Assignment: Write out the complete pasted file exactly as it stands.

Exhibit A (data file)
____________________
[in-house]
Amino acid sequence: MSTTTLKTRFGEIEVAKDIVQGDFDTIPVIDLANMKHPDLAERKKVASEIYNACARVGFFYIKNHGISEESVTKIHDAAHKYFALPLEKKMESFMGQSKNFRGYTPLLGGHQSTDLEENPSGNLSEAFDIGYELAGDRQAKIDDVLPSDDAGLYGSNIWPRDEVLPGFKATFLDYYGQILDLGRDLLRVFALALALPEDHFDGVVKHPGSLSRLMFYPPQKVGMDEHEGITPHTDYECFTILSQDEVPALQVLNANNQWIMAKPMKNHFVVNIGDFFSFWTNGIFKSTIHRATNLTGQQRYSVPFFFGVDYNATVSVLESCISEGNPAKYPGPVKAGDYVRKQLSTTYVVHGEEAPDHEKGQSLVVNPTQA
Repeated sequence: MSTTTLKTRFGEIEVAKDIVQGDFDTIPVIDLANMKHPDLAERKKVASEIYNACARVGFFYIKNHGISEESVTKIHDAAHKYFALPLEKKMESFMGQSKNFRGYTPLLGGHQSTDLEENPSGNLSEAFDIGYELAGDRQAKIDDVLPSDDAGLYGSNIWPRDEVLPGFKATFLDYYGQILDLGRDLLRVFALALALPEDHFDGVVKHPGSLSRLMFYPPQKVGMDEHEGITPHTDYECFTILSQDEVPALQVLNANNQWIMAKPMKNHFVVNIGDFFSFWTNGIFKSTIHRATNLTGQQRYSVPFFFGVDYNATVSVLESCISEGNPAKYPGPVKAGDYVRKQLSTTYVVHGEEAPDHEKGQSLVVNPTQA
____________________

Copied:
[in-house]
Amino acid sequence: MSTTTLKTRFGEIEVAKDIVQGDFDTIPVIDLANMKHPDLAERKKVASEIYNACARVGFFYIKNHGISEESVTKIHDAAHKYFALPLEKKMESFMGQSKNFRGYTPLLGGHQSTDLEENPSGNLSEAFDIGYELAGDRQAKIDDVLPSDDAGLYGSNIWPRDEVLPGFKATFLDYYGQILDLGRDLLRVFALALALPEDHFDGVVKHPGSLSRLMFYPPQKVGMDEHEGITPHTDYECFTILSQDEVPALQVLNANNQWIMAKPMKNHFVVNIGDFFSFWTNGIFKSTIHRATNLTGQQRYSVPFFFGVDYNATVSVLESCISEGNPAKYPGPVKAGDYVRKQLSTTYVVHGEEAPDHEKGQSLVVNPTQA
Repeated sequence: MSTTTLKTRFGEIEVAKDIVQGDFDTIPVIDLANMKHPDLAERKKVASEIYNACARVGFFYIKNHGISEESVTKIHDAAHKYFALPLEKKMESFMGQSKNFRGYTPLLGGHQSTDLEENPSGNLSEAFDIGYELAGDRQAKIDDVLPSDDAGLYGSNIWPRDEVLPGFKATFLDYYGQILDLGRDLLRVFALALALPEDHFDGVVKHPGSLSRLMFYPPQKVGMDEHEGITPHTDYECFTILSQDEVPALQVLNANNQWIMAKPMKNHFVVNIGDFFSFWTNGIFKSTIHRATNLTGQQRYSVPFFFGVDYNATVSVLESCISEGNPAKYPGPVKAGDYVRKQLSTTYVVHGEEAPDHEKGQSLVVNPTQA